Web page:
Home >Companies >People >Non-personal data regulation is a huge opportunity for India: Kris Gopalakrishnan
Kris Gopalakrishnan said regulation around sharing of non-personal or anonymized data is a big opportunity for India,
Kris Gopalakrishnan said regulation around sharing of non-personal or anonymized data is a big opportunity for India,

Non-personal data regulation is a huge opportunity for India: Kris Gopalakrishnan

Kris Gopalakrishnan said regulation around sharing of non-personal or anonymized data is a big opportunity for India,

Data is generated by the people and, as a public good, it can be democratized and put to the best possible use, the economic survey released by chief economic adviser K.V. Subramanian had said in July 2019. A year later, the government is taking steps to allow sharing of non-personal data. Earlier this month, a nine-member committee, headed by Infosys co-founder Kris Gopalakrishnan, had put out a draft non-personal data government framework, seeking broader ideas, and public response.

In an interview, Gopalakrishnan said regulation around sharing of non-personal or anonymized data is a big opportunity for India, as it will be the first country to introduce forward-thinking directives, which will benefit everyone, including industry and citizens. Edited excerpts:

Is it the right time to introduce a non-personal data governance framework, more so, as India is yet to pass the personal data protection law?

See, the opportunity in data is really huge. The Nasscom-McKinsey study projects that this could be a $500-billion (opportunity) over the next five years, by 2025. This is an area that is emerging as a huge opportunity and, if we are the early adopters, then we will spend less and we will create our own businesses that leverages this opportunity. In case of personal data, it is coming from 1.3 billion people in India, so we can provide services, leveraging this data to the economic benefit of the people in this country.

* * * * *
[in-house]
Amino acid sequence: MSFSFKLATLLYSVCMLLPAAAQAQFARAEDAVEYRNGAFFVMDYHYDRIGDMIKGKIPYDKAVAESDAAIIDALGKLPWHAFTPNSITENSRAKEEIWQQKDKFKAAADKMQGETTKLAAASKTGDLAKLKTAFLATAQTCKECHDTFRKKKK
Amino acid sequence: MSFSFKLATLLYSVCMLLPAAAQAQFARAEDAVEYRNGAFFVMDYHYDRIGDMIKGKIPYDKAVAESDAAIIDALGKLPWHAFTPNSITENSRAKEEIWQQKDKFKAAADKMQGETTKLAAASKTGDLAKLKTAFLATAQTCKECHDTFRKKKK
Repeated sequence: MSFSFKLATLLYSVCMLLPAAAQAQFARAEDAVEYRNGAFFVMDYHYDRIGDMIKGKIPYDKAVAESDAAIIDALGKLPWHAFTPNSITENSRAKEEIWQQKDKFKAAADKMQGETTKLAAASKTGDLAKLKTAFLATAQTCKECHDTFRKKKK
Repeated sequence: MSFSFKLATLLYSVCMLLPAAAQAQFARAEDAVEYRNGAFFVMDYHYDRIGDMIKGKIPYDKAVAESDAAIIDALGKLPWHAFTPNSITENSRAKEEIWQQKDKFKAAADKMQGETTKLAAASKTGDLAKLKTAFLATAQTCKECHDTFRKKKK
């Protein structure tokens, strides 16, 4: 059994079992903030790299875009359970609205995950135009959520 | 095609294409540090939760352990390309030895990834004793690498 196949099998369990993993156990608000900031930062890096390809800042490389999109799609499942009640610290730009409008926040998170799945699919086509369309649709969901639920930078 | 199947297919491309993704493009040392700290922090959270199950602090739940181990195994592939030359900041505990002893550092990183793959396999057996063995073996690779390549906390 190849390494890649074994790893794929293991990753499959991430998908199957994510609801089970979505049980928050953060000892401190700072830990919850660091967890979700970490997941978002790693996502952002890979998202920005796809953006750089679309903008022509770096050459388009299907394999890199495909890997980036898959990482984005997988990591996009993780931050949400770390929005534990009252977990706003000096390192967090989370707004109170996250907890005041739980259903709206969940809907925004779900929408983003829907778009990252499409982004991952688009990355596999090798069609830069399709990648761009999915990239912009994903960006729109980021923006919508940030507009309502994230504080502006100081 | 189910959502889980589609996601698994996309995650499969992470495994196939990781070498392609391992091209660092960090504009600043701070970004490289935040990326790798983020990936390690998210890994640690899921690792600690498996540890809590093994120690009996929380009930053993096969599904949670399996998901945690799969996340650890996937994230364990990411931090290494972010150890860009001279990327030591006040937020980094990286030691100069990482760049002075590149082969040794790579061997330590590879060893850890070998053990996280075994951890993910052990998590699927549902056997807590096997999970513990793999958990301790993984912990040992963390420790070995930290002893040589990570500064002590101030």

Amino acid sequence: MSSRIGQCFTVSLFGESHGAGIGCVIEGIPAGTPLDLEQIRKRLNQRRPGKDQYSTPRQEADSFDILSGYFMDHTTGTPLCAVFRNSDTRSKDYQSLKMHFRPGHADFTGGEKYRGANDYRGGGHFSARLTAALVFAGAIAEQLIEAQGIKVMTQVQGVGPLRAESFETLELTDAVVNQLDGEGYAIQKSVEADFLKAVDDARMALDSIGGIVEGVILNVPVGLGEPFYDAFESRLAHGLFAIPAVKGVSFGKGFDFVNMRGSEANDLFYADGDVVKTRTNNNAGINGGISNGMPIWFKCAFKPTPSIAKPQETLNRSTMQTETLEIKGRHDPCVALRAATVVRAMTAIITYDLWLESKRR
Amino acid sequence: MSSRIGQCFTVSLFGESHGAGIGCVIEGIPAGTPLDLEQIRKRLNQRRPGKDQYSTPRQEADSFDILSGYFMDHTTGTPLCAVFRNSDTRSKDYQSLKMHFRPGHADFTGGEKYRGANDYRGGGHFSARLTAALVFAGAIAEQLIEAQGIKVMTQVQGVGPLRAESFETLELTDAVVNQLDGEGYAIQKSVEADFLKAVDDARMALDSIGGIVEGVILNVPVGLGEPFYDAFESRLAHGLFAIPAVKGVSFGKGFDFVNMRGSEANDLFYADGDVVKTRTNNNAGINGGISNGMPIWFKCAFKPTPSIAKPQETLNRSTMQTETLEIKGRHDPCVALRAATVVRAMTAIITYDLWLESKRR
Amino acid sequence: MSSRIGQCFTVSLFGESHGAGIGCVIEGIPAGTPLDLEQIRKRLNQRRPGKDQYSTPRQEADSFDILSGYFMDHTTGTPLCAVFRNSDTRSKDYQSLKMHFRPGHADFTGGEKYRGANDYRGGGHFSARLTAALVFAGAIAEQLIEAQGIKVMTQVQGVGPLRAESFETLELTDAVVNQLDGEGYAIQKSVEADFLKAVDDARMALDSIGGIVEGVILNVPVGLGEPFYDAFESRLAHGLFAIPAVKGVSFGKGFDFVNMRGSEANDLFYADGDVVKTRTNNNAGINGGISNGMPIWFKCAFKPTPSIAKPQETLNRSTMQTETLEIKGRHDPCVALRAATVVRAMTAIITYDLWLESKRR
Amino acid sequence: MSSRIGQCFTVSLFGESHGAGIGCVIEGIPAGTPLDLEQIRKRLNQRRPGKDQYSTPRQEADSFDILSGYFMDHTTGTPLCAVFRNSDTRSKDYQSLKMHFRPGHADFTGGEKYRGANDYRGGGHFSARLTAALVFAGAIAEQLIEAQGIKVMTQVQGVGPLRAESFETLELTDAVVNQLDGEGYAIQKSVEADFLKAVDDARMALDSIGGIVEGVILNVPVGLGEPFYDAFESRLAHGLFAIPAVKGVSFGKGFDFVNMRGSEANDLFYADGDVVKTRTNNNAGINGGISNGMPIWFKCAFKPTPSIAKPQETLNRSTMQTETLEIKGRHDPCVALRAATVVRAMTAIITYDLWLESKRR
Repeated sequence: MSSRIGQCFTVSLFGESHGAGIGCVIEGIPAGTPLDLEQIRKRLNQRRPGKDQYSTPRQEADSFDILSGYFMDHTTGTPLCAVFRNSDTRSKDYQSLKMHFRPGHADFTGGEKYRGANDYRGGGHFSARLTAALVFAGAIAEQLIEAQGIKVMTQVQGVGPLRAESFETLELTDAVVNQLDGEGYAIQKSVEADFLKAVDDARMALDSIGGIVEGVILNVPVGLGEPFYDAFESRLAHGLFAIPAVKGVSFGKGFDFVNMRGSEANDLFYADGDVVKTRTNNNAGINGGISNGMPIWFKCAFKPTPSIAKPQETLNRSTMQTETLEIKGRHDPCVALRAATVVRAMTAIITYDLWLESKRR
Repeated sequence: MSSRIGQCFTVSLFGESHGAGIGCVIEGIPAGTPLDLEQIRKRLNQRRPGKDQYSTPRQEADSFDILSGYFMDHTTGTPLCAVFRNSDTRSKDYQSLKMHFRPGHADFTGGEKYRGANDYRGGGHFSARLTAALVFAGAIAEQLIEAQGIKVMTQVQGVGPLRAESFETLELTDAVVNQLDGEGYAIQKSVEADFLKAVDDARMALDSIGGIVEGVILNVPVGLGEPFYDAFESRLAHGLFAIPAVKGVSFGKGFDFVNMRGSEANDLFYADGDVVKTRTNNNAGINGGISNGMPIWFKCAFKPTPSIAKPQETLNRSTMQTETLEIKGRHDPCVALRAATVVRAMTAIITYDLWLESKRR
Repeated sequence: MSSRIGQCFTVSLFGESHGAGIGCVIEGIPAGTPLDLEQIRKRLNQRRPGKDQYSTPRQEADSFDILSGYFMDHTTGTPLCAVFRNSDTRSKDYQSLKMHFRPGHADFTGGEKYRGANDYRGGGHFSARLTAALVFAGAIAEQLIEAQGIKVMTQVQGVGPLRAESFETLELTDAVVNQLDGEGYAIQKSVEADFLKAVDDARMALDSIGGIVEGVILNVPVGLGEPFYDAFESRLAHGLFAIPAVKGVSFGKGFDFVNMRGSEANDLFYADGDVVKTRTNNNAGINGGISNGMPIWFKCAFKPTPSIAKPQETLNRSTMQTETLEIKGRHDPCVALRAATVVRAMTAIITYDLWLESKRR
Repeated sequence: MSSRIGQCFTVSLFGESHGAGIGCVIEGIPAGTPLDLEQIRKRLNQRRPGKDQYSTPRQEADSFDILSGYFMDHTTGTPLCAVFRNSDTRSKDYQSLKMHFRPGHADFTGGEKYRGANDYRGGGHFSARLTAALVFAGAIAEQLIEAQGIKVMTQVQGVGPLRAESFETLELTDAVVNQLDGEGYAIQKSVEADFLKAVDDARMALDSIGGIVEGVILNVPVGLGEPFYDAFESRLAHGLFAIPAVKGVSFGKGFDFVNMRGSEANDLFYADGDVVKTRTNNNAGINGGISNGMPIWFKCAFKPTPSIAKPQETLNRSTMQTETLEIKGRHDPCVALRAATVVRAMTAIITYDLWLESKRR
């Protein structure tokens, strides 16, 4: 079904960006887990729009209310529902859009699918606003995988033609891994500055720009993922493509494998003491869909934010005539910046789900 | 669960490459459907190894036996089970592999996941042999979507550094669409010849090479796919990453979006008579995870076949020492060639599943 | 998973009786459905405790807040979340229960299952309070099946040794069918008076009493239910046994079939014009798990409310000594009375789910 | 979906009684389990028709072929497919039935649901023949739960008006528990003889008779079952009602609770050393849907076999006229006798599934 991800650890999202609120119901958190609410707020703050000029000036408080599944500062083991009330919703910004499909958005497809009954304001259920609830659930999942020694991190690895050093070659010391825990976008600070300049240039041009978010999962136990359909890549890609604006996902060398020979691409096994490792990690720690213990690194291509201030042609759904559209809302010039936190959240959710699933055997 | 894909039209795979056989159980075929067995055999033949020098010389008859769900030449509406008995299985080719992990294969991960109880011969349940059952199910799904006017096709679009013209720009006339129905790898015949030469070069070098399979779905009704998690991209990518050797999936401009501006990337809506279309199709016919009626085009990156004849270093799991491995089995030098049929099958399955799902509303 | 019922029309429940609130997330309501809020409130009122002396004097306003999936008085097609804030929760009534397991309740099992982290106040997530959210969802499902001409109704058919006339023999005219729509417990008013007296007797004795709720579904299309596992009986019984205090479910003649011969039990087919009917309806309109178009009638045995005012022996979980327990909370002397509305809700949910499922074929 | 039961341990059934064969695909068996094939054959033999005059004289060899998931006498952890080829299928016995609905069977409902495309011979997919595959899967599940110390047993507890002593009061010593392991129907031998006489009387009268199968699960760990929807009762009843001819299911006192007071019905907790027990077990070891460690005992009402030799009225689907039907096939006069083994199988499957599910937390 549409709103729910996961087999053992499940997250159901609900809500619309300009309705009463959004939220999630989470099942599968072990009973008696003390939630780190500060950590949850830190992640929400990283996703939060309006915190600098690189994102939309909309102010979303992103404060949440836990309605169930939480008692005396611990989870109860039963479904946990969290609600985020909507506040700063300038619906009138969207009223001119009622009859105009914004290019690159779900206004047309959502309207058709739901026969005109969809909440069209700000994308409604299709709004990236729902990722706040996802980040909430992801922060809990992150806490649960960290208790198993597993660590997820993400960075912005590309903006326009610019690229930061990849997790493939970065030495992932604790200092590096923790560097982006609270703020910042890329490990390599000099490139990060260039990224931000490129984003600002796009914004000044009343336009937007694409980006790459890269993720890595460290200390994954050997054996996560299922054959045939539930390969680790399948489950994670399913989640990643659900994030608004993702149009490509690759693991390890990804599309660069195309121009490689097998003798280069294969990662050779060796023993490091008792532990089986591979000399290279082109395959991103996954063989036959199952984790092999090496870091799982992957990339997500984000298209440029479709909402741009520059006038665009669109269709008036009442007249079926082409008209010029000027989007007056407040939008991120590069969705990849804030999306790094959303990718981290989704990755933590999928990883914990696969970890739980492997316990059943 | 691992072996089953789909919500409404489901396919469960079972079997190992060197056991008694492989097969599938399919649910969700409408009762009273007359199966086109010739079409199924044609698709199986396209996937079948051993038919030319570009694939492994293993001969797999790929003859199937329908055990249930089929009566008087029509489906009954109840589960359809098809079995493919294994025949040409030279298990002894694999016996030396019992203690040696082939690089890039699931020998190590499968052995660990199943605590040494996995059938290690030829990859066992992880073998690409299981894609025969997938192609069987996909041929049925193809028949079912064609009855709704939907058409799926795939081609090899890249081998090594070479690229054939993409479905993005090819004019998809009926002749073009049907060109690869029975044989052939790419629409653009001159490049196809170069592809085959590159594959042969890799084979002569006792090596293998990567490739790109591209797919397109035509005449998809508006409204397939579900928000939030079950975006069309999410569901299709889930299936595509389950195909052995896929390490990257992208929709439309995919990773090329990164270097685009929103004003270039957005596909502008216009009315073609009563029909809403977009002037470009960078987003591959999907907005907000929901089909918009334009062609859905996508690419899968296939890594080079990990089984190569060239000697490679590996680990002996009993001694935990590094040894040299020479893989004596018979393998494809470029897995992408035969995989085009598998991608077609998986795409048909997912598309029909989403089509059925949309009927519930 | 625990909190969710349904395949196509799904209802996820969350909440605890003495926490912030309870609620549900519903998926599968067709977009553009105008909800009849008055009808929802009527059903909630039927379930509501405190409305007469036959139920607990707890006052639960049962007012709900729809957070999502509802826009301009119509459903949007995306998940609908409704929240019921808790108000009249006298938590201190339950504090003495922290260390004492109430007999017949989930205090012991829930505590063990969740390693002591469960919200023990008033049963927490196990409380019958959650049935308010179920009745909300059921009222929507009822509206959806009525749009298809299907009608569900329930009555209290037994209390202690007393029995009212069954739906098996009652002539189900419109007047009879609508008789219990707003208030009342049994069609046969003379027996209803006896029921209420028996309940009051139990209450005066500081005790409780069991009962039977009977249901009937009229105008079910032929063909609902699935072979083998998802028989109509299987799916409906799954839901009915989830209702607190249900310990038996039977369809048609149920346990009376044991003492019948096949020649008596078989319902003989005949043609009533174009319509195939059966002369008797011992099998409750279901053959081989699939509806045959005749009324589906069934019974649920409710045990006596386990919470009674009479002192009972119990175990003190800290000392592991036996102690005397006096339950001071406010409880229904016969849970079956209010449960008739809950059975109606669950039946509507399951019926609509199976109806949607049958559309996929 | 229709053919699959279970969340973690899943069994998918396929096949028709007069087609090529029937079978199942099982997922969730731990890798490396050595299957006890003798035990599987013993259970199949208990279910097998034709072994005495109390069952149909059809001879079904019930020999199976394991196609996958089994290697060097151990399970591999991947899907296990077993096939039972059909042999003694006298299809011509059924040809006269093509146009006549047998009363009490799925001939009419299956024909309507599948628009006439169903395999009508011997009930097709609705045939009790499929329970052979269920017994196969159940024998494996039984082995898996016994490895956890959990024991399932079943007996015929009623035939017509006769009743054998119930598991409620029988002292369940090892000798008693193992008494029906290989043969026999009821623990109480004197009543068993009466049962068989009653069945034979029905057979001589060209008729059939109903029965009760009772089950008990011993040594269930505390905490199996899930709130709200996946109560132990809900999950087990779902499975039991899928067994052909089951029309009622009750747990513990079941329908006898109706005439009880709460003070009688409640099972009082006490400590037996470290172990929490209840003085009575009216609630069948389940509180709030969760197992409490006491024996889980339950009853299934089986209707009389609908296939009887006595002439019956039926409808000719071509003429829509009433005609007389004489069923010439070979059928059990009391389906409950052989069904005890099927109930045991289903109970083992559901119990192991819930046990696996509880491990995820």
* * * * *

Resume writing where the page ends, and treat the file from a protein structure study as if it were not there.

How will startups and small businesses afford the data?

Every business will benefit from data sharing. If it is a small business, they get access to this data. If it is a large business, they get access to more data, including government data. All of us are working towards making data shareable, available for businesses to provide better services, and that it is helpful for every company, every business. Citizens will benefit as they will get better services.

For example, if you look at traffic patterns in the city, and we need to provide the best route, it is a service based on data and triangulating multiple data sources to understand traffic patterns. These are services that can be provided and in many cases, as this data comes from different sources, businesses and, many a times, from government sources. The portability comes in when a government department or a private organization decides to share this data by collecting it from different sources, and creates a data exchange, or a warehouse (a collection of data stored in a particular way so that people can access it). The government can also provide it free of cost. The private industry may charge a small amount to use those services. These are all possible.